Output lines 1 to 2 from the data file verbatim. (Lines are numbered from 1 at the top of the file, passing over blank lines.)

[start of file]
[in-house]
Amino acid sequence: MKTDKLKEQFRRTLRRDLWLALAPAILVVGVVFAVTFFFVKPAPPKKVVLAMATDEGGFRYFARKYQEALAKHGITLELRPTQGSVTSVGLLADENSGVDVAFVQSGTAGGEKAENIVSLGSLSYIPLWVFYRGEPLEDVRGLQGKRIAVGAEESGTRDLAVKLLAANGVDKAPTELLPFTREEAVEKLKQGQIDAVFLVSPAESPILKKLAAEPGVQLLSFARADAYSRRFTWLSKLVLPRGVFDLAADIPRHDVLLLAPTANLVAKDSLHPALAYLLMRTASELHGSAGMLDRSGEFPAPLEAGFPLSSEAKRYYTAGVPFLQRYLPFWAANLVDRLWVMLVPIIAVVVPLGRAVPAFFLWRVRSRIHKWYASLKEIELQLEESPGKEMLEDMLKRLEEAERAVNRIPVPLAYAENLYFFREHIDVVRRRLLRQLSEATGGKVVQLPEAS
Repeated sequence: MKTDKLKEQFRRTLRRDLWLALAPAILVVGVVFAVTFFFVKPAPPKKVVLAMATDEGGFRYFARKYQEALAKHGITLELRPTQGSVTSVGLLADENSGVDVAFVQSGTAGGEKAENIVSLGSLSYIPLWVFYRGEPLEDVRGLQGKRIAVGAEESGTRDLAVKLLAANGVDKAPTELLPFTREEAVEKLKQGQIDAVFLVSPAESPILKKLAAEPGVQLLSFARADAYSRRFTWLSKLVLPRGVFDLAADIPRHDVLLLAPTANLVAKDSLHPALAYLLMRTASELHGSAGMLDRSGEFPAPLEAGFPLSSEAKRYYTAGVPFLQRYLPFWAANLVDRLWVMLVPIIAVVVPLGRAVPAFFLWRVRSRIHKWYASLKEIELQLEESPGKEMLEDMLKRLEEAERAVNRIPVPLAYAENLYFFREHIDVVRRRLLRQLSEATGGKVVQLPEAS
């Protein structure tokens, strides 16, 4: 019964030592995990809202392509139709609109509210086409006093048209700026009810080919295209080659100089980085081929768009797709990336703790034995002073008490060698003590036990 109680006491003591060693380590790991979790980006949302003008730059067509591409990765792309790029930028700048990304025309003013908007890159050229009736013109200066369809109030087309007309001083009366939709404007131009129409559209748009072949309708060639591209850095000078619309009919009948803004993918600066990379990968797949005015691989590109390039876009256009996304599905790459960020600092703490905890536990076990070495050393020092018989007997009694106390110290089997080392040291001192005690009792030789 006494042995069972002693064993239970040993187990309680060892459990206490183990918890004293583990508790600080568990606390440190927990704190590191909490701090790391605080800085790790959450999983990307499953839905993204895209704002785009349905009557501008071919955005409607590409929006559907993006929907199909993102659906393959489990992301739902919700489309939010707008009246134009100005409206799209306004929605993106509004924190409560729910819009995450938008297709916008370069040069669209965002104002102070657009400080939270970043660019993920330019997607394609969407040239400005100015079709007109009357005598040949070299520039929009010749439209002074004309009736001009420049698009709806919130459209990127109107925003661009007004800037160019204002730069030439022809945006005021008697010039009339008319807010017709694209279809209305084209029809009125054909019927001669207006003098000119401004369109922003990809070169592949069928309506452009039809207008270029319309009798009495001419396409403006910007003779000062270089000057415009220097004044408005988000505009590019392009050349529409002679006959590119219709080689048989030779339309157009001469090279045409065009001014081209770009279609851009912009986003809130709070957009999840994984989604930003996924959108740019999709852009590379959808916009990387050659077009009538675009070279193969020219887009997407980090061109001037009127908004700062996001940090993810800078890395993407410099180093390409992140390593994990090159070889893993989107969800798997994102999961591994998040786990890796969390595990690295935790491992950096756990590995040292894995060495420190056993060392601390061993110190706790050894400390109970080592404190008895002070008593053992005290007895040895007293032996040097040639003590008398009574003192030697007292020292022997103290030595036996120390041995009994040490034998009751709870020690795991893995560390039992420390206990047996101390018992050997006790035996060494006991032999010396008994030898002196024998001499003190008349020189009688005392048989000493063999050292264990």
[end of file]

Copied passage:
[in-house]
Amino acid sequence: MKTDKLKEQFRRTLRRDLWLALAPAILVVGVVFAVTFFFVKPAPPKKVVLAMATDEGGFRYFARKYQEALAKHGITLELRPTQGSVTSVGLLADENSGVDVAFVQSGTAGGEKAENIVSLGSLSYIPLWVFYRGEPLEDVRGLQGKRIAVGAEESGTRDLAVKLLAANGVDKAPTELLPFTREEAVEKLKQGQIDAVFLVSPAESPILKKLAAEPGVQLLSFARADAYSRRFTWLSKLVLPRGVFDLAADIPRHDVLLLAPTANLVAKDSLHPALAYLLMRTASELHGSAGMLDRSGEFPAPLEAGFPLSSEAKRYYTAGVPFLQRYLPFWAANLVDRLWVMLVPIIAVVVPLGRAVPAFFLWRVRSRIHKWYASLKEIELQLEESPGKEMLEDMLKRLEEAERAVNRIPVPLAYAENLYFFREHIDVVRRRLLRQLSEATGGKVVQLPEAS